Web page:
“Right through here please,” says Gadiel ben Sodi. It’s all prepared: cement floors and exposed brick and a real cattle car through which all the museumgoers will pass. Monitors big as billboards show the faces of the holy, fading placidly in and especially out. Thirteen men stand with the pride of builders whose private toil is finally ready for others’ eyes. A fourteenth, a teacher, law-giver, and famous mountain climber with a thick white beard is the first outsider to step through their exhibits. There are nerves in the air—he has also commissioned it.
They show him through the process of history, the special Kristallnacht diorama, the personal artifacts, the solemn crimes. “A stone would weep,” he remarks quietly, and the thirteen try to show no sign of their deep inner satisfaction. They pass the mini-treatment of the European fronts. They conclude with the liberation, the documentation, the arrows reaching like vines seeking sunlight across oceans and to a well-known land in the East Mediterranean.
“Where is the rest of it?” asks the visitor. The thirteen are dumbfounded. One of them, the one with burns, begins to smirk as the other twelve shuffle their sandals. He too-casually walks off to check on something.
“What do you mean, the rest?” asks Shaphat ben Hori, after what feels like forty years.
“Where is the lesson of this museum? What are we to learn?” Tittering among the twelve. Two begin to nod as if this is what they were wondering all along. Ten look merely dumbfounded.
“The whole question doesn’t start, really,” says one of them quickly, as if trying to sneak the words in under a falling blade. “Because the Holocaust isn’t like anything else, so no lessons are really applicable. That’s what ‘holiness’ is, and you chose us for our holiness and its holiness, didn’t you? We are leaders for a reason, and you are our inspiration (there are none like Moses after all) and the Holocaust is incomparably holy and were we to seek lessons or applications elsewhere it would just dilute the particulars of the event itself that we are meant to be commemorating. Other things simply aren’t the holocaust so why do they belong here?” He pauses to take a breath, and before he can continue Moses holds up a single finger. Our Holy Teacher’s eyes move briefly to the thirteenth man, who is dusting off a display case full of Soviet art and whistling to himself.
Moses looks back at the twelve, who in turn are studying the floor. “I am not G-d,” says Moses. Absolute silence reigns. He waits. No one has anything to say. “The Holocaust is not G-d.”
“Since it is not G-d, it is created by G-d. So, the Holocaust has that in common with other things. Doesn’t it?”
“Well, yes,” someone, probably from Yehuda or Shimon, gathers the courage to respond. “but G-d has created things totally differently. I mean, if you say it’s all just the same you’ll get ‘Auschwitz stubbed toes’ and ‘Hitler poor aesthetics taking advantage of populist bad taste’—”
“Just as G-d created the land and the wilderness differently?” asks Moses. The spies wince. “You seem to think that the natures of things somehow overpower the One G-d to produce an insurmountable diversity tantamount to idolatry,” he notes with gently, infinite patience. They catch a flash of gold in his eyes and shudder.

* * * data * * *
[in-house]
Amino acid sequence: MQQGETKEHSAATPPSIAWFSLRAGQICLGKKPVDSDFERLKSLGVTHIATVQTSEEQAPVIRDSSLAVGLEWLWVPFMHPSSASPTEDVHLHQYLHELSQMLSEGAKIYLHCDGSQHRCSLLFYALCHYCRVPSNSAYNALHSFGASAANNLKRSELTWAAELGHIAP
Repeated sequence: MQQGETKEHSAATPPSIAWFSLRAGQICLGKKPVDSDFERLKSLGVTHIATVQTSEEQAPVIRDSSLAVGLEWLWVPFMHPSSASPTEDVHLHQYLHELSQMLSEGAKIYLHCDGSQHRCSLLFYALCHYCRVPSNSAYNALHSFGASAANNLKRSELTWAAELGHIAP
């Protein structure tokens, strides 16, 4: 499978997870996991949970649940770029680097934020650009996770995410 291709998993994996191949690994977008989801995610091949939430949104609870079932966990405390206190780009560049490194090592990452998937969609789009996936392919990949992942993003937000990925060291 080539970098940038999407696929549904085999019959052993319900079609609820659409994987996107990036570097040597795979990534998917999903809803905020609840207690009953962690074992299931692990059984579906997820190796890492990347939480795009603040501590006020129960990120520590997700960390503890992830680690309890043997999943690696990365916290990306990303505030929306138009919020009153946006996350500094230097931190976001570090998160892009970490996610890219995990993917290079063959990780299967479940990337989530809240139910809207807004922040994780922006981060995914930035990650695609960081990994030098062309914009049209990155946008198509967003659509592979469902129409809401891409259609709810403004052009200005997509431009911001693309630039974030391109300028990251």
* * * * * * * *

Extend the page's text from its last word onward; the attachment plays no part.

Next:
“Ahem.” They turn as one to find the thirteenth man raising his hand.
“This guy,” says Amiel ben G’mali.
“Me,” says Korach.
“He’s gonna show you his slideshow now,” groans a spy.
Korach already has the projector out and gives a glare to the spy that would crack open the earth. He turns to Moses, manages a smile, and launches into his presentation. NEVER AGAIN lights the nearest wall. Korach clicks through trigger warnings and into disturbing images from Rwanda, Syria, China, and other, closer places. A somber Eastern European fiddle accompanies the diagrams for a well-designed #NeverAgain Genocide Exhibit, including booths where visitors can sign up to volunteer with or donate to contemporary aid organizations. The music ends and Korach awaits Moshe’s response with rubbing hands.
Moshe looks disappointed. Korach’s eye begins to twitch. “You don’t like it, do you?” Moshe shakes his head.
“This is all politics,” Korach enunciates through gritted teeth. “You’re only saying this because if the Holocaust isn’t special, you aren’t special either.” The spies gasp.
“The holocaust is not G-d,” says Moshe again.
“It’s not even holy!” Korach nods.
“Since it’s not G-d,” continues Moses, “it is created by G-d. Since creation is ex nihilo, from nothing, the Holocaust has nothing inherently in common with those other things.”
“You can’t be serious,” says Korach. “You just told the spies in last week’s parsha that One G-d means one inherent nature underlying everything. It’s the same G-d in Israel as in the wilderness; that was their mistake. Now you want me to ignore the obvious essential similarities between Dachau, North Korea, and Texas, between me and you?”
“We have nothing in common,” Moshe says, full of sorrow.
“We’re speaking the same language!” cries Korach.
“It’s hard to say,” says Moshe diplomatically.
“But wait,” objects a spy, “What are we meant to do? How do we finish the museum? Is the holocaust comparable to other things, or incomparable?”
“Good question,” says Moses. “May I suggest learning lessons from the Holocaust not through direct qualitative comparison but through the principle of divine providence whereby every incomparable ex nihilo particular your soul encounters is itself a communication of G-d to be understood and used in His service?”
“But then all inherent natures are just like miracles!” cried a shocked spy.
“But then my mind’s ability to compare has to depend on a higher supra-rational logic!” complains Korach.
“I’m hungry,” says Moshe. “Is there falafel nearby?”
the current moment